This addition, nevertheless, begs the question of the legal status of the norm reflected in draft principle 13(2). To put it simply, the first question would be whether articles 35(3) and the first sentence of article 55(1) of Additional Protocol I have crystalized into customary international law. Assuming that they have, more questions arise which further complicate the issue. For example, do they also apply to the use of nuclear weapons in light of relevant States’ views and declarations? Would they equally apply to NIACs, taking into account that Additional Protocol II contains no environment-specific provision? It comes as no surprise that this is an enduring, thorny question under the law of PERAC. The same set of troubling questions apply to draft principle 15 on reprisals, which reproduces article 55(2) of Additional Protocol I, except for the word “natural” before the “environment”.
Regarding draft principle 13(2), the ILC included a chapeau provision, pursuant to which the obligation applies “[s]ubject to applicable international law.” This chapeau enabled the ILC to incorporate the text of the respective environment-specific treaty provisions, sidestepping the difficult questions enumerated above. These questions will be treated in more detail in the ILC commentaries, but the chapeau appears to indicate that the ILC would not consider these provisions to reflect customary international law. The side-effect of this choice, intended or not, was that the obligation to take care is also subject to this chapeau, whereas no such caveat was applicable to it after its adoption on first reading in 2019.
From another perspective, this choice differs markedly from how the ILC treated the environment-specific reprisals provision of Additional Protocol I, where it chose to reproduce the text of article 55(2) in draft principle 15 word-by-word, omitting the word “natural” before “environment” (“Attacks against the environment by way of reprisals are prohibited”). This draft principle raises the same set of questions outlined above (legal status under customary international law; application to the use of nuclear weapons; legal status in the context of a NIAC). I have discussed these issues in more detail elsewhere, so here I focus exclusively on the ILC’s approach, especially as compared to its treatment of the other environment-specific provisions found in Additional Protocol I.
To be more specific, the ILC has not added any kind of chapeau or qualification to the text of the provision itself, even though the differing views on all three issues have been extensively dealt with in the commentaries. This noteworthy difference may have various, and not necessarily mutually exclusive explanations, such as that the prohibition on attacks against the environment by way of reprisals is better established in customary international law than the other provisions; that the reprisals draft principle was already agreed to in 2015, while the prohibition on the use of methods and means of warfare by reference to the prescribed cumulative threshold of environmental damage was only added in 2022. In any event, and speculations aside, the essence is that the ILC chose to include a qualifying phrase signaling its reservations in the text of draft principle 13(2), while the relevant qualifications with respect to draft principle 15 on reprisals will be found only in the commentaries.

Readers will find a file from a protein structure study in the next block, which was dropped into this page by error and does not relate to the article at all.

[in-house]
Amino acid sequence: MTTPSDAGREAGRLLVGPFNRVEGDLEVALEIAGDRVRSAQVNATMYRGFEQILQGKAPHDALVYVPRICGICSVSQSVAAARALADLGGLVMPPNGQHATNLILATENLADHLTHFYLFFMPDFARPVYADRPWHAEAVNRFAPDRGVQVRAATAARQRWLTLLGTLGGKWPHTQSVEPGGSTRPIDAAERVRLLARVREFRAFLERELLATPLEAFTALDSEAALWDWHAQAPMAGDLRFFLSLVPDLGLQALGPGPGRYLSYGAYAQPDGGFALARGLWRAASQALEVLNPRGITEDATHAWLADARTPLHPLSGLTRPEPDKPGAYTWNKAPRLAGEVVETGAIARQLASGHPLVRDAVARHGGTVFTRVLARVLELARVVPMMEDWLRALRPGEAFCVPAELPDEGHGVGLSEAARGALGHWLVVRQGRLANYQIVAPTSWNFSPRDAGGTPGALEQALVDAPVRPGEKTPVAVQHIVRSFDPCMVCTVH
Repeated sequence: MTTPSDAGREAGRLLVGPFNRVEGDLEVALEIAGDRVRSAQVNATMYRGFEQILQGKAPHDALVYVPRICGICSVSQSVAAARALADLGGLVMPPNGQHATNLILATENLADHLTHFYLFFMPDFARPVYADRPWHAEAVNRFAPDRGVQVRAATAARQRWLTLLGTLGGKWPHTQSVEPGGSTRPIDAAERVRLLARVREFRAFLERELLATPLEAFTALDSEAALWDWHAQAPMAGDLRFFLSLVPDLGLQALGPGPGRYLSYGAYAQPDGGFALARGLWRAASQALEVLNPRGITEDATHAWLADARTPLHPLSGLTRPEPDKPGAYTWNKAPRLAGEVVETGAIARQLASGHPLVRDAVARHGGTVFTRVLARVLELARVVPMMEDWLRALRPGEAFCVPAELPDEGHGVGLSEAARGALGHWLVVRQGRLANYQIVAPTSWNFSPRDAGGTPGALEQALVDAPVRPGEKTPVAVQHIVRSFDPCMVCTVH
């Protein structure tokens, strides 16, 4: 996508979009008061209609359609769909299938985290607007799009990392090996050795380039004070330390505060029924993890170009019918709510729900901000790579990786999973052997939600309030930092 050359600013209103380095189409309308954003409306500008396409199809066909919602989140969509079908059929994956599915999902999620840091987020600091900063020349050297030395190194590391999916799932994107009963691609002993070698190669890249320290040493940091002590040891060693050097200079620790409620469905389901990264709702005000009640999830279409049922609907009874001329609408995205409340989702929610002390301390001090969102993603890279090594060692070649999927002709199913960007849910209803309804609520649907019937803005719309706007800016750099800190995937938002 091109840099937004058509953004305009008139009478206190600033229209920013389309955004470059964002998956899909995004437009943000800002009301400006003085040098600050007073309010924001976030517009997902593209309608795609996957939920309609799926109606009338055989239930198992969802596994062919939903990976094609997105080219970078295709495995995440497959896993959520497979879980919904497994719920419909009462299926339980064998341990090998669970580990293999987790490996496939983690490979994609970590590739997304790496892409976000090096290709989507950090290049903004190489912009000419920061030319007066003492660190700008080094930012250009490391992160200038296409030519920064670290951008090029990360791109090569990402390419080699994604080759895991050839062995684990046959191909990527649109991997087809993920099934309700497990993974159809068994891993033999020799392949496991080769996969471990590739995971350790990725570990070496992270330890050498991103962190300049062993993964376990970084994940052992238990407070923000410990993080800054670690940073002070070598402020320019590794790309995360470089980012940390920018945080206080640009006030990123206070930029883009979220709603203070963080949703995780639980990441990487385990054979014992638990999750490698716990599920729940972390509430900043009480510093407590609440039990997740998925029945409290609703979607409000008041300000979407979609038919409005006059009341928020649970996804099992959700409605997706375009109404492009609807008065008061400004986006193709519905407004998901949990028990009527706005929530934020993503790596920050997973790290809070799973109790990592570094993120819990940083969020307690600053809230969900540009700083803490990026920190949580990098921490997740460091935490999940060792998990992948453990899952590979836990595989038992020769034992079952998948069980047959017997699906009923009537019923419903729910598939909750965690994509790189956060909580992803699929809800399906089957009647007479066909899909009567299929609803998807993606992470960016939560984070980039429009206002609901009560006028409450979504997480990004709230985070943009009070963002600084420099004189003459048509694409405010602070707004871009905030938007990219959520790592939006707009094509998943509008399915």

Cardinal LOAC Principles and the Environment
Draft principle 14 uncontroversially provides that “[t]he law of armed conflict, including the principles and rules on distinction, proportionality and precautions shall be applied to the environment, with a view to its protection.” The ILC omitted the previous reference to “military necessity” from the text of draft principle 14, as “the notion of military necessity did not belong to the same order of generality as the other principles mentioned in the provision” (Statement of the Chairman of the Drafting Committee, p. 19). Articles of War has already addressed this issue.
It is noteworthy that the former draft principle 15 (“Environmental considerations shall be taken into account when applying the principle of proportionality and the rules on military necessity”), inspired by the dictum of the International Court of Justice in its Advisory Opinion on the Legality of the Threat or Use of Nuclear Weapons (para. 30), was eventually omitted from the second reading text as the ILC considered it redundant in light of its overlap with draft principle 14. Instead, a similarly worded paragraph found its way into the preamble (para. 5).
Draft principle 16 succinctly provides, “[p]illage of natural resources is prohibited.” Its text builds on well-established legal precedents and thus does not call for in-depth analysis.
Environmental Modification Techniques